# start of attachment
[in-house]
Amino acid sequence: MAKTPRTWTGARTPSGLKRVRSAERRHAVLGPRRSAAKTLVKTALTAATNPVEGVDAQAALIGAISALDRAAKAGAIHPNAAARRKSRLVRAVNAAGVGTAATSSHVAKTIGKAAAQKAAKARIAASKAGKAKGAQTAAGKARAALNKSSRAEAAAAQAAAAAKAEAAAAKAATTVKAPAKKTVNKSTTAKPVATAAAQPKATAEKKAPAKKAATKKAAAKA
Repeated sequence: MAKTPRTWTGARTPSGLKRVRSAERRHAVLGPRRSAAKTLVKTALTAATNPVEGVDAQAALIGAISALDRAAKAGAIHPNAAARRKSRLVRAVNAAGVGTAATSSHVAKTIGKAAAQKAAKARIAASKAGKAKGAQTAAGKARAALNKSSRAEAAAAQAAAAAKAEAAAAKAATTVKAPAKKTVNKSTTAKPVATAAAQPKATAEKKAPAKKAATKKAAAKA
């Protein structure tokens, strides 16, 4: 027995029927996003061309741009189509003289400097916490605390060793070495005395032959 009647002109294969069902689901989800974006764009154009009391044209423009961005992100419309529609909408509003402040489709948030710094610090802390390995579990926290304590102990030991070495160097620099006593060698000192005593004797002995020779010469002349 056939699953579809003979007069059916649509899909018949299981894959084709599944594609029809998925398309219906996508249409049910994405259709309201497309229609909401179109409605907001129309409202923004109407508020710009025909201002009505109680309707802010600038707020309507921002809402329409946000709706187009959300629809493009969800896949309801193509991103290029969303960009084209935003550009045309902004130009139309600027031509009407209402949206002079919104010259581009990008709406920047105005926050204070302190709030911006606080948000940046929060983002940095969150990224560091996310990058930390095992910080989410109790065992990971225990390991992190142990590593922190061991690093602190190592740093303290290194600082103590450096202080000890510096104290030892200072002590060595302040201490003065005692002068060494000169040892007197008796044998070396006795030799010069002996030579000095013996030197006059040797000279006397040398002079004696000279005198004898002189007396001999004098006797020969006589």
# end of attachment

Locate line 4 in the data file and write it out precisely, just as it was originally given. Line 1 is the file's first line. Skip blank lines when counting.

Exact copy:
């Protein structure tokens, strides 16, 4: 027995029927996003061309741009189509003289400097916490605390060793070495005395032959 009647002109294969069902689901989800974006764009154009009391044209423009961005992100419309529609909408509003402040489709948030710094610090802390390995579990926290304590102990030991070495160097620099006593060698000192005593004797002995020779010469002349 056939699953579809003979007069059916649509899909018949299981894959084709599944594609029809998925398309219906996508249409049910994405259709309201497309229609909401179109409605907001129309409202923004109407508020710009025909201002009505109680309707802010600038707020309507921002809402329409946000709706187009959300629809493009969800896949309801193509991103290029969303960009084209935003550009045309902004130009139309600027031509009407209402949206002079919104010259581009990008709406920047105005926050204070302190709030911006606080948000940046929060983002940095969150990224560091996310990058930390095992910080989410109790065992990971225990390991992190142990590593922190061991690093602190190592740093303290290194600082103590450096202080000890510096104290030892200072002590060595302040201490003065005692002068060494000169040892007197008796044998070396006795030799010069002996030579000095013996030197006059040797000279006397040398002079004696000279005198004898002189007396001999004098006797020969006589």